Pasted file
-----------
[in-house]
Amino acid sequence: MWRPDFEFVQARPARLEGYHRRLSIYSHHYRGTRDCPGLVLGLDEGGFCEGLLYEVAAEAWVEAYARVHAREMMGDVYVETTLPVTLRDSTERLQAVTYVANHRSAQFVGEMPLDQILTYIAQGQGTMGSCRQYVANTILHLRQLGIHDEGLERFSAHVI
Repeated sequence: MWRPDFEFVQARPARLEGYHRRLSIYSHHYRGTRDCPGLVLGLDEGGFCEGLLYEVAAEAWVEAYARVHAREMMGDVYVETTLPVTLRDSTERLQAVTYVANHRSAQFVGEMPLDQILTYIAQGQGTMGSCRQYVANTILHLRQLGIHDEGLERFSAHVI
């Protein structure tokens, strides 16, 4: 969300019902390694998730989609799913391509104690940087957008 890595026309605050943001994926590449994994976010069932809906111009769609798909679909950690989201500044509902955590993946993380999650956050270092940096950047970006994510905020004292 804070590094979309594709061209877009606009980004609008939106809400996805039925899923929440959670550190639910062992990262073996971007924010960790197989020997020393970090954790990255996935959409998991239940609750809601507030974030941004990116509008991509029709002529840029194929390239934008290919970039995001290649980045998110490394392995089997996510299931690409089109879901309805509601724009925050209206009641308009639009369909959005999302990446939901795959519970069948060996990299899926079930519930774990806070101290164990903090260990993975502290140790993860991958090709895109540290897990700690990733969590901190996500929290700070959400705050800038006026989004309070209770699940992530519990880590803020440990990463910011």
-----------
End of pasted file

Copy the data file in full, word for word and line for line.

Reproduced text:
[in-house]
Amino acid sequence: MWRPDFEFVQARPARLEGYHRRLSIYSHHYRGTRDCPGLVLGLDEGGFCEGLLYEVAAEAWVEAYARVHAREMMGDVYVETTLPVTLRDSTERLQAVTYVANHRSAQFVGEMPLDQILTYIAQGQGTMGSCRQYVANTILHLRQLGIHDEGLERFSAHVI
Repeated sequence: MWRPDFEFVQARPARLEGYHRRLSIYSHHYRGTRDCPGLVLGLDEGGFCEGLLYEVAAEAWVEAYARVHAREMMGDVYVETTLPVTLRDSTERLQAVTYVANHRSAQFVGEMPLDQILTYIAQGQGTMGSCRQYVANTILHLRQLGIHDEGLERFSAHVI
């Protein structure tokens, strides 16, 4: 969300019902390694998730989609799913391509104690940087957008 890595026309605050943001994926590449994994976010069932809906111009769609798909679909950690989201500044509902955590993946993380999650956050270092940096950047970006994510905020004292 804070590094979309594709061209877009606009980004609008939106809400996805039925899923929440959670550190639910062992990262073996971007924010960790197989020997020393970090954790990255996935959409998991239940609750809601507030974030941004990116509008991509029709002529840029194929390239934008290919970039995001290649980045998110490394392995089997996510299931690409089109879901309805509601724009925050209206009641308009639009369909959005999302990446939901795959519970069948060996990299899926079930519930774990806070101290164990903090260990993975502290140790993860991958090709895109540290897990700690990733969590901190996500929290700070959400705050800038006026989004309070209770699940992530519990880590803020440990990463910011």